Hyundai aims high for future with eco-friendly cars

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Hyundai aims high for future with eco-friendly cars


A computer-generated image of a hydrogen-powered fuel cell electric vehicle, which emits only water. Provided by Toyota

About an hour’s drive from Seoul, alongside Mount Beophwa in Mabuk-dong, there are a string of buildings whose names all begin with “Hyundai.” From here, various affiliates of Hyundai Motor Group run their centers for human resource development and R&D.

Among the buildings is the Hyundai-Kia Eco-Technology Research Institute. Many people think Namyang R&D Center in Hwaseong, Gyeonggi, is Hyundai Motor Group’s “brain,” but for developing environmentally friendly technology, such as fuel cell electric vehicles (FCEV), this institute is Hyundai’s home base.

The R&D center, which opened in 2005, conducts research for almost any eco-friendly technology system, including parts. Its research in recent years has culminated in creation of the hydrogen-powered Tucson ix fuel cell electric vehicle.

The FCEV uses a “stack” of cells that electro-chemically combine hydrogen with oxygen to generate electricity and propel the car. Its only emission is water, which also can be recycled.

“This institute is the heart and the center of Korea’s research in environmentally friendly cars,” says Kwak Jin, Hyundai Motor’s vice president for domestic sales. “We have been investing and researching a lot to innovate environmental technology.”

Researchers here are now busier than ever after Hyundai Motor Group Chairman Chung Mong-koo said in the company’s 2014 sustainability report that he will push the automaker to become a leader in the environmentally-friendly car market.

Hyundai is officially making the change to “go green,” but doubts remain over whether its plan will pay off.

Master plan for green vehicles


Globally, Hyundai is considered a latecomer to the environmentally friendly car market. While Toyota surprised its competitors in 1997 with the Prius, the first commercially successful gasoline-electric hybrid, Hyundai did not debut an eco-friendly car until 2009.

“Hyundai was late in preparing environmentally friendly cars because the company was still busy researching combustion engines to catch up to other automakers,” says Kim Pil-soo, an automotive engineering professor at Daelim University College. “Hyundai thought it could easily catch up to hybrid and EV technologies, but in reality it wasn’t.”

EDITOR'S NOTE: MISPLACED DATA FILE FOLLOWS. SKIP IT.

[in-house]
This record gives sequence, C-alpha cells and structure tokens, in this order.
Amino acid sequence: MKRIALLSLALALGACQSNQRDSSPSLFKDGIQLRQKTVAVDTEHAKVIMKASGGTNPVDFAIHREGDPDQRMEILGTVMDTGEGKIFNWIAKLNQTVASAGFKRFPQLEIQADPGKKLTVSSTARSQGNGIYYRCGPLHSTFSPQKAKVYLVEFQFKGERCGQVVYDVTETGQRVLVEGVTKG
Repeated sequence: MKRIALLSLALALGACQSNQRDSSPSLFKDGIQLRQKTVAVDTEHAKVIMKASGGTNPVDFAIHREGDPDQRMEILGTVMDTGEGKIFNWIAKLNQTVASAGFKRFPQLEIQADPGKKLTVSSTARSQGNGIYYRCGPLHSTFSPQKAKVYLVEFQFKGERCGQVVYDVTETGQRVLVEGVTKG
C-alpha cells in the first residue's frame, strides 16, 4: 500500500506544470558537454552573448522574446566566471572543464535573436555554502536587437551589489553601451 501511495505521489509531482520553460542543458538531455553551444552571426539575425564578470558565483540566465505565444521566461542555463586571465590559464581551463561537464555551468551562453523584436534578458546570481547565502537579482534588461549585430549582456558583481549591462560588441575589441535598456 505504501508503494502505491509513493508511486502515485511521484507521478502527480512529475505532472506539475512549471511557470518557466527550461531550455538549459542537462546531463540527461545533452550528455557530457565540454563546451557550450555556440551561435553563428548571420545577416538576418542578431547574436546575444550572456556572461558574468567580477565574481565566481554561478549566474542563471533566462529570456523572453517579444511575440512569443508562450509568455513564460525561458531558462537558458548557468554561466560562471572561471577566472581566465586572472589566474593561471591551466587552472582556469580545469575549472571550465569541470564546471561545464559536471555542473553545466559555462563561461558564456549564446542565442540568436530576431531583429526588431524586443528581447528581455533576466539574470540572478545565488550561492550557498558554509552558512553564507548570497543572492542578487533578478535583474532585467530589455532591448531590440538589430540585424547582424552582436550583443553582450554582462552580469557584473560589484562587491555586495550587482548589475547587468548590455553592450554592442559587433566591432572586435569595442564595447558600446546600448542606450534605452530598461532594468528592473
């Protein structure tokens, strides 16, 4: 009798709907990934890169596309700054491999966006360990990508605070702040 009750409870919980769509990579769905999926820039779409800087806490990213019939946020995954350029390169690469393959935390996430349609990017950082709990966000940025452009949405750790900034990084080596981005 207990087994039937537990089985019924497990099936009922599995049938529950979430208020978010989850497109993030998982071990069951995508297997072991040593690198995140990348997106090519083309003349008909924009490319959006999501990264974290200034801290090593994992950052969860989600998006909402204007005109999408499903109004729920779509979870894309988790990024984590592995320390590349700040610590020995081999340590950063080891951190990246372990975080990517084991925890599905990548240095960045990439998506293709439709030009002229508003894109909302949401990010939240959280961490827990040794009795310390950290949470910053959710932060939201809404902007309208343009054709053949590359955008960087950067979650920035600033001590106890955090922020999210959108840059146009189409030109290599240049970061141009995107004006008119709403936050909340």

According to data from Hyundai, a total of 1.74 million eco-friendly cars were sold last year worldwide, of which 1.55 million units were hybrid electric vehicles (HEV) that combine a conventional internal combustion engine with an electric propulsion system.

Toyota was the leader with 68 percent of market share, followed by its Japanese rival Honda with 10 percent. Hyundai and Kia combined made up only 4 percent.

Hyundai predicts 8 million units will be sold in 2020, but HEVdemand will decline. Instead, the company expects demand to rise for plug-in hybrid electric vehicles (PHEVs), a hybrid with a rechargeable battery and an external electric power source, all-electric vehicles (EVs) and FCEVs.

“The company will not make money from FCEVs over the next 20 or 30 years,” says Kim. “The question is can Hyundai stay competitive until the FCEV era comes?”


Hyundai’s Tucson ix FCEV is displayed at Hyundai-Kia Eco-Technology Research Institute in Yongin, Gyeonggi; Hyundai is the first automaker to mass- produce FCEVs

According to Lee Ki-Sang, who heads Hyundai’s Eco Friendly Vehicle R&D Center, Korea’s largest automaker is preparing FCEVs anyway because since it can’t ignore opportunities arising overseas.

Japan, where Hyundai quit selling cars in 2009 due to low sales, currently accounts for half of world’s green car sales. But by 2020, Hyundai expects the United States to become the top buyer with 33 percent of the market, followed by China with 22 percent.